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From Ross Gardler <>
Subject Listening to the Bees
Date Thu, 22 Dec 2011 16:55:39 GMT
Today I read a fascinating article about how bee swarms behave like
neurons in the human brain [1]. Whilst reading it I realised that a
healthy open source community also behaves in the same way.

When a bee swarm is seeking a new home it needs to act quickly. They
send out scouts who discover a number of potential sites. When they
return to the swarm they start dancing. This dance tells the other
bees where the site is.

An open source project facing a difficult decision will often ask the
community for its opinion. In a large community there will often be
many opinions. The problem for community members and bees alike is
choosing the right option.

Bees behave in a fascinating way. They have "sender scouts" who take
control of the situation. First they observe the dances of some of the
scouts. After a short time they tell some of the scout bees to stop
dancing and their attention turns to other dancing bees.  Amazingly,
this is exactly what happens in the brains of monkeys as they make a
decision. Inhibitor neurons will "stop" information from some parts of
the brain so that more "attention" can be paid to some signals.

This phenomenon, in both bees and neurons, serves the same purpose. It
prevents decision-making deadlock in the face of too much information
to process.

For bees, it seems that stopping the dancing is not equivalent to
saying "no your option is not appropriate." It is, in fact, a way of
saying "thanks for your info, lets consider these other options, we
may get back to you". A healthy open source community behaves in the
same way. Rather than endlessly debating the same points they will
actively close down that part of the discussion and move on to
consider other options that have not yet been heard.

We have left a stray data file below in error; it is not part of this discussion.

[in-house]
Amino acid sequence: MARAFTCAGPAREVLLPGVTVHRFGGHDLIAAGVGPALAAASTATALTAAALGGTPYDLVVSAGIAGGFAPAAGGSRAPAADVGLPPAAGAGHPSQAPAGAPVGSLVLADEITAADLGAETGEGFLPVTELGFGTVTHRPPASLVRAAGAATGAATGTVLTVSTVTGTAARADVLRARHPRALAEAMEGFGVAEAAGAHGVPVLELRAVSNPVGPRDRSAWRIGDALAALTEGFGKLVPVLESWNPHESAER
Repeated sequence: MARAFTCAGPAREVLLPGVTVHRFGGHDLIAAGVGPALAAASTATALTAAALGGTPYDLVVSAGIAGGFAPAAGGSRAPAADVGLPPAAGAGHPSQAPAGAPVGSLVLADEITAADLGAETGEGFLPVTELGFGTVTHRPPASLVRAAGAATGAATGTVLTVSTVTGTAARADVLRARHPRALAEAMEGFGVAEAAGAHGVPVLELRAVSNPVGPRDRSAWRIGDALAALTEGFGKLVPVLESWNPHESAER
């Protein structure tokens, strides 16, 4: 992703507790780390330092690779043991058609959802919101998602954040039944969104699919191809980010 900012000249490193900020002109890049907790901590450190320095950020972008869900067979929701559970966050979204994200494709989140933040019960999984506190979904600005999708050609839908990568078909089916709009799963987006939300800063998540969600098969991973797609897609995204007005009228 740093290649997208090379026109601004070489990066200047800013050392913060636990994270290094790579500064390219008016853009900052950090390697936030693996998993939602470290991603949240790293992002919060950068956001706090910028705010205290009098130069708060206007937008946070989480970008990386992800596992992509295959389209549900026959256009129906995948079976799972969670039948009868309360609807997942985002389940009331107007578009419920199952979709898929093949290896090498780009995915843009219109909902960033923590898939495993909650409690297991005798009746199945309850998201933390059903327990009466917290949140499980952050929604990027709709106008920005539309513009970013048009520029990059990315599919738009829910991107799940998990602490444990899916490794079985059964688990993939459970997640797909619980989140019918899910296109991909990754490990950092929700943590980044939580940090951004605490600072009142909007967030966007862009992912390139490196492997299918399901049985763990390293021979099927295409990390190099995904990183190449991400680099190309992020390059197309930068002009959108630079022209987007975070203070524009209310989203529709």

At some point though, a decision needs to be made. Once the sender
scouts have identified a "quorum" of scouts all indicating the same
nesting site a new stop signal is sent out. This one says "stop
dancing, it is time to fly." The decision has been made.

Once again this is how a decision is made in a healthy community led
project. Once a clear consensus around one of the options the
community can engage that consensus and get on with implementation. Of
course, community led projects are a little different. In bees there
is no discussion after the consensus signal has been made. In open
source there might still be some discussion, but often it is futile.

I think Bees have at least two lessons for open source developers. For
those of us who are very vocal we need to remember that being asked to
make space for others does not mean "shut up you are wrong". And those
who find it hard to make their voices heard need to remember the
sender scouts, the ones who martial informed decisions in bees, will
often issue a "stop" call - don't be afraid to do so yourself.

If this decision making model works for Bees and Brains, I suggest it
works for communities too. I'm going to think hard before I next post
to a discussion on a mailing list - "do I have a new point or should I
just stop dancing and let the others show their stuff".



Ross Gardler (@rgardler)
Programme Leader (Open Development)

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